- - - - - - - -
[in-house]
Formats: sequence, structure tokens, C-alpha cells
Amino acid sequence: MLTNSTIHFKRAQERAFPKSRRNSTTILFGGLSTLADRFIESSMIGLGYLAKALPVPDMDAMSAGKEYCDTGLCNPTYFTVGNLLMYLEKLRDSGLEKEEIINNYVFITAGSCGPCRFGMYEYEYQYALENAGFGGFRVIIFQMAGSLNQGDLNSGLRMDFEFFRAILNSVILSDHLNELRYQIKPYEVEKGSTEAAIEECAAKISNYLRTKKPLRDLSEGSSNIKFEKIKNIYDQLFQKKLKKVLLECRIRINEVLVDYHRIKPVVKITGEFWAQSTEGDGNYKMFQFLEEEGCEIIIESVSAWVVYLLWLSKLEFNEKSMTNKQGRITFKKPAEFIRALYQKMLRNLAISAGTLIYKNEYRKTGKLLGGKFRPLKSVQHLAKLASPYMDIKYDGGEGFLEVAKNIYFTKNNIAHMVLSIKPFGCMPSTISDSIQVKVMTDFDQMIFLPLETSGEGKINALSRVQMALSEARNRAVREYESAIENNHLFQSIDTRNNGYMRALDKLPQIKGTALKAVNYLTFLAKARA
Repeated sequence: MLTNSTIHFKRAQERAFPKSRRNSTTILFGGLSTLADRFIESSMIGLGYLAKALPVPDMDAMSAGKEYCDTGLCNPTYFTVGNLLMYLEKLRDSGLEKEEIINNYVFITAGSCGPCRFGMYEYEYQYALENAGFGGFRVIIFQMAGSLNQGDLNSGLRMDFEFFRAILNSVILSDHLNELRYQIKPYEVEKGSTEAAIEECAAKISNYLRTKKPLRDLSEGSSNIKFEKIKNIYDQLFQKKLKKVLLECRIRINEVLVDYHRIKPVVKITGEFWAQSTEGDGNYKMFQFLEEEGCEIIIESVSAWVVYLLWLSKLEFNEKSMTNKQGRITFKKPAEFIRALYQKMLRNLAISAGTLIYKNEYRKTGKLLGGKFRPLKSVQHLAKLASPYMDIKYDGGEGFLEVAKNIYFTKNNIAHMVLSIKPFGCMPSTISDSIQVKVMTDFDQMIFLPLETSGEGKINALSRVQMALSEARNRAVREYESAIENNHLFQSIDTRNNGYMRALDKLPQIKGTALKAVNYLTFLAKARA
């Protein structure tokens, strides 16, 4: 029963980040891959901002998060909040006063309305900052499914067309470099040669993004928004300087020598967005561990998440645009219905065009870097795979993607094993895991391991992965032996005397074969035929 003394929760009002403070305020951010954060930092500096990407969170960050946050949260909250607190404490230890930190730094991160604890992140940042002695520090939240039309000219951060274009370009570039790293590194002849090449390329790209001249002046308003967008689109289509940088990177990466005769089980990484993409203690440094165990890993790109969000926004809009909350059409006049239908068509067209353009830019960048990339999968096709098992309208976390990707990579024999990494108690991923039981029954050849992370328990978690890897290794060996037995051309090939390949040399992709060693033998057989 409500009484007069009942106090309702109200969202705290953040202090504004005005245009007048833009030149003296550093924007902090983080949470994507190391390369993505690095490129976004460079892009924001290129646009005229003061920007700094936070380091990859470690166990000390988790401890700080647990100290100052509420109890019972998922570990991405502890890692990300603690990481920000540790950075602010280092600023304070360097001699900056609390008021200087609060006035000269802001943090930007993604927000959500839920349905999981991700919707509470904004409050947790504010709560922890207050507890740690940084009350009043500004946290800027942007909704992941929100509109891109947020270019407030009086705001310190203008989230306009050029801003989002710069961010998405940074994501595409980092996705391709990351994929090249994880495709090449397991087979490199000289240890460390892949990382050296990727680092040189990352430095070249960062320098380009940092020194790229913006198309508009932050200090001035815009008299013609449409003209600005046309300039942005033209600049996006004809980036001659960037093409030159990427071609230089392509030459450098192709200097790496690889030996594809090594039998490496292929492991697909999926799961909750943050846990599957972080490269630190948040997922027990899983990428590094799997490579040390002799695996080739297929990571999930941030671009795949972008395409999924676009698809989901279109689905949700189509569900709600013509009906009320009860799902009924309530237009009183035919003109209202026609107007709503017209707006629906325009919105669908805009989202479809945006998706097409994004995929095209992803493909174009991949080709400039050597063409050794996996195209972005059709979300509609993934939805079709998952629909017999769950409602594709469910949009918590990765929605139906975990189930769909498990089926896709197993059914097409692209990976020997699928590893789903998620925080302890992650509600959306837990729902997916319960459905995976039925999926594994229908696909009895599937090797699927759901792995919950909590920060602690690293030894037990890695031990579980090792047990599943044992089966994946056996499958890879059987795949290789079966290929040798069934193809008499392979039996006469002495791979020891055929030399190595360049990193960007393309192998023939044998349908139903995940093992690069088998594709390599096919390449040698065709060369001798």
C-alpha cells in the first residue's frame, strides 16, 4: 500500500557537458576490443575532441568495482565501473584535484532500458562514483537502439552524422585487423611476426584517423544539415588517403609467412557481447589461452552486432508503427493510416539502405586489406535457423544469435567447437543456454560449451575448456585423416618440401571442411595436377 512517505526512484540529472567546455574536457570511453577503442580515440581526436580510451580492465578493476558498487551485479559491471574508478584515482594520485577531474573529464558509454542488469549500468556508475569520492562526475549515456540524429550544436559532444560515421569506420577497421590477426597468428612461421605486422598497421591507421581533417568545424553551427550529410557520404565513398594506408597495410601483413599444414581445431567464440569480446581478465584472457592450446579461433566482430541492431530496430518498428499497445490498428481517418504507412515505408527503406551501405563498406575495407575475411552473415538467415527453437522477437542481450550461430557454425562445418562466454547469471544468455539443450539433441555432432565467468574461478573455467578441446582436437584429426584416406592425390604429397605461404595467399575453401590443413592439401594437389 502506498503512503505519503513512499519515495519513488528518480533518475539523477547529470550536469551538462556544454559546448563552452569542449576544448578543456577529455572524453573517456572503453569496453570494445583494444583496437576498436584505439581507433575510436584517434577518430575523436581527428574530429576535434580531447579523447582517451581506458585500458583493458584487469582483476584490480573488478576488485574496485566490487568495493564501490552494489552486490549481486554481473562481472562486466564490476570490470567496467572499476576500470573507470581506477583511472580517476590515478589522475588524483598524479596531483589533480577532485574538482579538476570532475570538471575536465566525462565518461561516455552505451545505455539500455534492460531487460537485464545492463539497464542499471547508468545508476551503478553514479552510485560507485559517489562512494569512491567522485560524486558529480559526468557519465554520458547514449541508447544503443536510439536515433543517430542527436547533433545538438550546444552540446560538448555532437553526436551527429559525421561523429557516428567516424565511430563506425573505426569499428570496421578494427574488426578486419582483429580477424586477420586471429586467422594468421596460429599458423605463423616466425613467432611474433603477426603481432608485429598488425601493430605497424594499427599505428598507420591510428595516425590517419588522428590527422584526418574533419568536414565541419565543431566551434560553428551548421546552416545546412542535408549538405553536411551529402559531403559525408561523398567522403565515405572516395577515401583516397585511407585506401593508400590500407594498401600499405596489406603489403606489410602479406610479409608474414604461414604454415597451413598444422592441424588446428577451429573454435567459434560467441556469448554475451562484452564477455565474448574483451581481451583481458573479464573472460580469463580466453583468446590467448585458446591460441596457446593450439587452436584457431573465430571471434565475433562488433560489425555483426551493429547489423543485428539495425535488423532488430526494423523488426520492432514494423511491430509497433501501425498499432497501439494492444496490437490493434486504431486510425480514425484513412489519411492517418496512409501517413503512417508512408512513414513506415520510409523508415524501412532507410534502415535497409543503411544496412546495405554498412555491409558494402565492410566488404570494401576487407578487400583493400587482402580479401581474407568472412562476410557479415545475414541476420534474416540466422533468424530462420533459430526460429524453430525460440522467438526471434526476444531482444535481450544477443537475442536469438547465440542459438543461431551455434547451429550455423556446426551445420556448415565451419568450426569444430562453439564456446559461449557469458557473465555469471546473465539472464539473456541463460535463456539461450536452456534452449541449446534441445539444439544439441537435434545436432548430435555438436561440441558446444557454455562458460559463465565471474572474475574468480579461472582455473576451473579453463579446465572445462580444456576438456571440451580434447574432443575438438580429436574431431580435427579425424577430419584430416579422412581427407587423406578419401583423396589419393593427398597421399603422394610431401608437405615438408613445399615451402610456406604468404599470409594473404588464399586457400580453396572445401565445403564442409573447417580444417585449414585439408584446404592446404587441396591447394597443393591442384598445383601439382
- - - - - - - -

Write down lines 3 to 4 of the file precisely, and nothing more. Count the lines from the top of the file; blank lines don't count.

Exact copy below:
Amino acid sequence: MLTNSTIHFKRAQERAFPKSRRNSTTILFGGLSTLADRFIESSMIGLGYLAKALPVPDMDAMSAGKEYCDTGLCNPTYFTVGNLLMYLEKLRDSGLEKEEIINNYVFITAGSCGPCRFGMYEYEYQYALENAGFGGFRVIIFQMAGSLNQGDLNSGLRMDFEFFRAILNSVILSDHLNELRYQIKPYEVEKGSTEAAIEECAAKISNYLRTKKPLRDLSEGSSNIKFEKIKNIYDQLFQKKLKKVLLECRIRINEVLVDYHRIKPVVKITGEFWAQSTEGDGNYKMFQFLEEEGCEIIIESVSAWVVYLLWLSKLEFNEKSMTNKQGRITFKKPAEFIRALYQKMLRNLAISAGTLIYKNEYRKTGKLLGGKFRPLKSVQHLAKLASPYMDIKYDGGEGFLEVAKNIYFTKNNIAHMVLSIKPFGCMPSTISDSIQVKVMTDFDQMIFLPLETSGEGKINALSRVQMALSEARNRAVREYESAIENNHLFQSIDTRNNGYMRALDKLPQIKGTALKAVNYLTFLAKARA
Repeated sequence: MLTNSTIHFKRAQERAFPKSRRNSTTILFGGLSTLADRFIESSMIGLGYLAKALPVPDMDAMSAGKEYCDTGLCNPTYFTVGNLLMYLEKLRDSGLEKEEIINNYVFITAGSCGPCRFGMYEYEYQYALENAGFGGFRVIIFQMAGSLNQGDLNSGLRMDFEFFRAILNSVILSDHLNELRYQIKPYEVEKGSTEAAIEECAAKISNYLRTKKPLRDLSEGSSNIKFEKIKNIYDQLFQKKLKKVLLECRIRINEVLVDYHRIKPVVKITGEFWAQSTEGDGNYKMFQFLEEEGCEIIIESVSAWVVYLLWLSKLEFNEKSMTNKQGRITFKKPAEFIRALYQKMLRNLAISAGTLIYKNEYRKTGKLLGGKFRPLKSVQHLAKLASPYMDIKYDGGEGFLEVAKNIYFTKNNIAHMVLSIKPFGCMPSTISDSIQVKVMTDFDQMIFLPLETSGEGKINALSRVQMALSEARNRAVREYESAIENNHLFQSIDTRNNGYMRALDKLPQIKGTALKAVNYLTFLAKARA